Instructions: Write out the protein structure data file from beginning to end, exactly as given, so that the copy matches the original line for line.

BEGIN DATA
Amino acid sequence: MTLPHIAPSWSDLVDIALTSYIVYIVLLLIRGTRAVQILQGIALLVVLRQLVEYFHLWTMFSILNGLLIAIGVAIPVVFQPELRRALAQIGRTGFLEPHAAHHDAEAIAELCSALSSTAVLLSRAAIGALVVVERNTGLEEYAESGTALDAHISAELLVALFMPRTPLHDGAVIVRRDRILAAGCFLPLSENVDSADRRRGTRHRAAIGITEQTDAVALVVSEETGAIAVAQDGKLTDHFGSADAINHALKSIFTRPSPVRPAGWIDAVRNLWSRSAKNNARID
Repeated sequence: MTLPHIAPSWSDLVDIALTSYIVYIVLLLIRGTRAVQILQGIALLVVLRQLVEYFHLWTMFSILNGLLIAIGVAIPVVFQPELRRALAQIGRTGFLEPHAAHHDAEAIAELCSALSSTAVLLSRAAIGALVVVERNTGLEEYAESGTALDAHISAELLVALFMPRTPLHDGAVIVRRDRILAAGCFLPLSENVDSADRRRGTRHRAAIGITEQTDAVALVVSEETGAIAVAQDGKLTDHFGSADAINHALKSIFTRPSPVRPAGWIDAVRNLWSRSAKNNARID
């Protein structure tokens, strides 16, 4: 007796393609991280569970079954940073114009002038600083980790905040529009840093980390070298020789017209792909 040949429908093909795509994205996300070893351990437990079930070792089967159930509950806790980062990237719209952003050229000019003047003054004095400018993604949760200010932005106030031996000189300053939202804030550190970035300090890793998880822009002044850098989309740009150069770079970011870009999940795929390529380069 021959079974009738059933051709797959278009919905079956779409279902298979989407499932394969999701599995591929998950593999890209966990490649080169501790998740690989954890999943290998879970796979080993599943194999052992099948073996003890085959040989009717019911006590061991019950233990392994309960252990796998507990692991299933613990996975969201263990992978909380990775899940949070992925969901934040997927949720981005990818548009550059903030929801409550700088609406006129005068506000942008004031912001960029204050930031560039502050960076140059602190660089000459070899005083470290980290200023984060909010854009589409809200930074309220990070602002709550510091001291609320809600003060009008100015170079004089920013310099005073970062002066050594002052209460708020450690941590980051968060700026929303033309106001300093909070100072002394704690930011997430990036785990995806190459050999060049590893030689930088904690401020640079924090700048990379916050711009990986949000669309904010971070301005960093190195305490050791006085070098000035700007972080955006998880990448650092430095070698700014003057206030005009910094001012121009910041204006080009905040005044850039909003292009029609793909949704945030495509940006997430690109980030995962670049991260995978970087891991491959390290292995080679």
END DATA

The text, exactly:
Amino acid sequence: MTLPHIAPSWSDLVDIALTSYIVYIVLLLIRGTRAVQILQGIALLVVLRQLVEYFHLWTMFSILNGLLIAIGVAIPVVFQPELRRALAQIGRTGFLEPHAAHHDAEAIAELCSALSSTAVLLSRAAIGALVVVERNTGLEEYAESGTALDAHISAELLVALFMPRTPLHDGAVIVRRDRILAAGCFLPLSENVDSADRRRGTRHRAAIGITEQTDAVALVVSEETGAIAVAQDGKLTDHFGSADAINHALKSIFTRPSPVRPAGWIDAVRNLWSRSAKNNARID
Repeated sequence: MTLPHIAPSWSDLVDIALTSYIVYIVLLLIRGTRAVQILQGIALLVVLRQLVEYFHLWTMFSILNGLLIAIGVAIPVVFQPELRRALAQIGRTGFLEPHAAHHDAEAIAELCSALSSTAVLLSRAAIGALVVVERNTGLEEYAESGTALDAHISAELLVALFMPRTPLHDGAVIVRRDRILAAGCFLPLSENVDSADRRRGTRHRAAIGITEQTDAVALVVSEETGAIAVAQDGKLTDHFGSADAINHALKSIFTRPSPVRPAGWIDAVRNLWSRSAKNNARID
């Protein structure tokens, strides 16, 4: 007796393609991280569970079954940073114009002038600083980790905040529009840093980390070298020789017209792909 040949429908093909795509994205996300070893351990437990079930070792089967159930509950806790980062990237719209952003050229000019003047003054004095400018993604949760200010932005106030031996000189300053939202804030550190970035300090890793998880822009002044850098989309740009150069770079970011870009999940795929390529380069 021959079974009738059933051709797959278009919905079956779409279902298979989407499932394969999701599995591929998950593999890209966990490649080169501790998740690989954890999943290998879970796979080993599943194999052992099948073996003890085959040989009717019911006590061991019950233990392994309960252990796998507990692991299933613990996975969201263990992978909380990775899940949070992925969901934040997927949720981005990818548009550059903030929801409550700088609406006129005068506000942008004031912001960029204050930031560039502050960076140059602190660089000459070899005083470290980290200023984060909010854009589409809200930074309220990070602002709550510091001291609320809600003060009008100015170079004089920013310099005073970062002066050594002052209460708020450690941590980051968060700026929303033309106001300093909070100072002394704690930011997430990036785990995806190459050999060049590893030689930088904690401020640079924090700048990379916050711009990986949000669309904010971070301005960093190195305490050791006085070098000035700007972080955006998880990448650092430095070698700014003057206030005009910094001012121009910041204006080009905040005044850039909003292009029609793909949704945030495509940006997430690109980030995962670049991260995978970087891991491959390290292995080679």